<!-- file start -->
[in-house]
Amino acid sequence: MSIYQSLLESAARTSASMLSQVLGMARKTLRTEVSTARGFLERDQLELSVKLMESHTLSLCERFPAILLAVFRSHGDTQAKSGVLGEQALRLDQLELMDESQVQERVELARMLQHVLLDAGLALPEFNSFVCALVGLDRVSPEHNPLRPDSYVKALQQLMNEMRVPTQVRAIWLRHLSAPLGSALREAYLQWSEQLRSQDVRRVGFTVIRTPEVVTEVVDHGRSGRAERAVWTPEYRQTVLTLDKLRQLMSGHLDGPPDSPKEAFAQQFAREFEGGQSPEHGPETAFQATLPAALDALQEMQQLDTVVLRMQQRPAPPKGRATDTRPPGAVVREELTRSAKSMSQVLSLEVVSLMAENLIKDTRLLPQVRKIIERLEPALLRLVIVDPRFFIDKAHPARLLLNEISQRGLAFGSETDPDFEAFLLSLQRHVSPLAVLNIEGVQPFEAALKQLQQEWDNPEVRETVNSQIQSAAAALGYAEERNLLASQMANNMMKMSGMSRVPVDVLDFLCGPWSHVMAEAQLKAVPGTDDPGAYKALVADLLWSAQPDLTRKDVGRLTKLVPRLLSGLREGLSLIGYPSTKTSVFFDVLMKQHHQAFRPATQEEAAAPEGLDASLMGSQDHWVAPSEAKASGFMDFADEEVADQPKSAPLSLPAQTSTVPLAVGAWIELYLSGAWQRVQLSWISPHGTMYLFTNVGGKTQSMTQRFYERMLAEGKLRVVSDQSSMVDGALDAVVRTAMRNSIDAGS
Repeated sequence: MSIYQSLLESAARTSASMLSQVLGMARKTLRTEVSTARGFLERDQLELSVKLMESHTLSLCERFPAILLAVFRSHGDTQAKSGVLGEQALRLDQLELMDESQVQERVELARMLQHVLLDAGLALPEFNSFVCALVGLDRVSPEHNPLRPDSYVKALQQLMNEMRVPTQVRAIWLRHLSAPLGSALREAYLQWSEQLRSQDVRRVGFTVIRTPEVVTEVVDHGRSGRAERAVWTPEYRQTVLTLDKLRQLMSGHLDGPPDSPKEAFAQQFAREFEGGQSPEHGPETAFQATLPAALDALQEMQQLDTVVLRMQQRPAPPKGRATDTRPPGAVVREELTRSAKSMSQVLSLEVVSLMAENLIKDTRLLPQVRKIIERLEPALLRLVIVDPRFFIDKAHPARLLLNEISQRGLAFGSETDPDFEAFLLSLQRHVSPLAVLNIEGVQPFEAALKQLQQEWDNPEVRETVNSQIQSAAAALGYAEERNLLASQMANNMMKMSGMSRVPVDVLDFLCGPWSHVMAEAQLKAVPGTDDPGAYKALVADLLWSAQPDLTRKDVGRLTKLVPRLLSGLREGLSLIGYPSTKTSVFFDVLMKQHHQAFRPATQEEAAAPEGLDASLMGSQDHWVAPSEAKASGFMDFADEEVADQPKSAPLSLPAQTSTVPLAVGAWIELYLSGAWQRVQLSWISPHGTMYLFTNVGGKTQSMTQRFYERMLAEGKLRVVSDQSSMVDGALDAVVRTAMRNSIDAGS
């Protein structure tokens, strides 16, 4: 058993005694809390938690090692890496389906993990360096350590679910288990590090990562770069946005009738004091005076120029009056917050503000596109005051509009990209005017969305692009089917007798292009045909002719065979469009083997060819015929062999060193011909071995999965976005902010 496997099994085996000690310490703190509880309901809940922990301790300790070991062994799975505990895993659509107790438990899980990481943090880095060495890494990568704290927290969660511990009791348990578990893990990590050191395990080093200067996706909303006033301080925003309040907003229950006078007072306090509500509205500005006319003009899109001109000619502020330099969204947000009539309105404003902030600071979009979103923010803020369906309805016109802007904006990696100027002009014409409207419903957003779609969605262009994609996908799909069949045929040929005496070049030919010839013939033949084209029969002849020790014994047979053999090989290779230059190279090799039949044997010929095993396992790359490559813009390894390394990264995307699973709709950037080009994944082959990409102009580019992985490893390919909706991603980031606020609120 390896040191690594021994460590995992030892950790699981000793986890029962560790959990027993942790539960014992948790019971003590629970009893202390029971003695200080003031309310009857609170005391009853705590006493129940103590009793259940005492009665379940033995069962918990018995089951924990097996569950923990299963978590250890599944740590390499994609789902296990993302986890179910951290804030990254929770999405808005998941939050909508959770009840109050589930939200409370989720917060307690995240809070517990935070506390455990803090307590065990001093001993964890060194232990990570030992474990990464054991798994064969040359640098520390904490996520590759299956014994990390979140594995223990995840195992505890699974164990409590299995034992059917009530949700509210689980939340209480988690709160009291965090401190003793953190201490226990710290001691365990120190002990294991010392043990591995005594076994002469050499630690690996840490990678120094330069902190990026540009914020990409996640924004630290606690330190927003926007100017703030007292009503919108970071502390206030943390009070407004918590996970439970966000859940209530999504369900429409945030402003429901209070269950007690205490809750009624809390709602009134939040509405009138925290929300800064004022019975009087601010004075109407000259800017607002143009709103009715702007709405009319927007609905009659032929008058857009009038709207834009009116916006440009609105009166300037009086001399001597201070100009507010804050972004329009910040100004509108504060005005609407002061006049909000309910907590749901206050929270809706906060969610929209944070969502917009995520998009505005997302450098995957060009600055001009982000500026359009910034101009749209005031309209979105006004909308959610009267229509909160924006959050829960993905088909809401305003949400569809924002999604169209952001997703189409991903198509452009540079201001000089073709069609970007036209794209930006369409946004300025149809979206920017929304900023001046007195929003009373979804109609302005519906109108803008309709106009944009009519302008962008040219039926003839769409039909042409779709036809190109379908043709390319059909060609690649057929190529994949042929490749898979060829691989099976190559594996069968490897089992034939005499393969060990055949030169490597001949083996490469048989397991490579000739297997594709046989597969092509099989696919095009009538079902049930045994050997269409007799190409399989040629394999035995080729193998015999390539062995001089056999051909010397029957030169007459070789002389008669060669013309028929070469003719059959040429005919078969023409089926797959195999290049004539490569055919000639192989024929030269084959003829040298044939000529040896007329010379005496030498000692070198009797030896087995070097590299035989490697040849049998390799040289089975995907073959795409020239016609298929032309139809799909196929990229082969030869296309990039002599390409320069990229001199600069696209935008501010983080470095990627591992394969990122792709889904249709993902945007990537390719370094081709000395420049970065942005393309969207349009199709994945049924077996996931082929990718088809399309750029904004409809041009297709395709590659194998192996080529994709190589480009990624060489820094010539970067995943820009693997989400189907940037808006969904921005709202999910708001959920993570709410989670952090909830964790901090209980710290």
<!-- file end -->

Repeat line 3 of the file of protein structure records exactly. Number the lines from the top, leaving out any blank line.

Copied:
Repeated sequence: MSIYQSLLESAARTSASMLSQVLGMARKTLRTEVSTARGFLERDQLELSVKLMESHTLSLCERFPAILLAVFRSHGDTQAKSGVLGEQALRLDQLELMDESQVQERVELARMLQHVLLDAGLALPEFNSFVCALVGLDRVSPEHNPLRPDSYVKALQQLMNEMRVPTQVRAIWLRHLSAPLGSALREAYLQWSEQLRSQDVRRVGFTVIRTPEVVTEVVDHGRSGRAERAVWTPEYRQTVLTLDKLRQLMSGHLDGPPDSPKEAFAQQFAREFEGGQSPEHGPETAFQATLPAALDALQEMQQLDTVVLRMQQRPAPPKGRATDTRPPGAVVREELTRSAKSMSQVLSLEVVSLMAENLIKDTRLLPQVRKIIERLEPALLRLVIVDPRFFIDKAHPARLLLNEISQRGLAFGSETDPDFEAFLLSLQRHVSPLAVLNIEGVQPFEAALKQLQQEWDNPEVRETVNSQIQSAAAALGYAEERNLLASQMANNMMKMSGMSRVPVDVLDFLCGPWSHVMAEAQLKAVPGTDDPGAYKALVADLLWSAQPDLTRKDVGRLTKLVPRLLSGLREGLSLIGYPSTKTSVFFDVLMKQHHQAFRPATQEEAAAPEGLDASLMGSQDHWVAPSEAKASGFMDFADEEVADQPKSAPLSLPAQTSTVPLAVGAWIELYLSGAWQRVQLSWISPHGTMYLFTNVGGKTQSMTQRFYERMLAEGKLRVVSDQSSMVDGALDAVVRTAMRNSIDAGS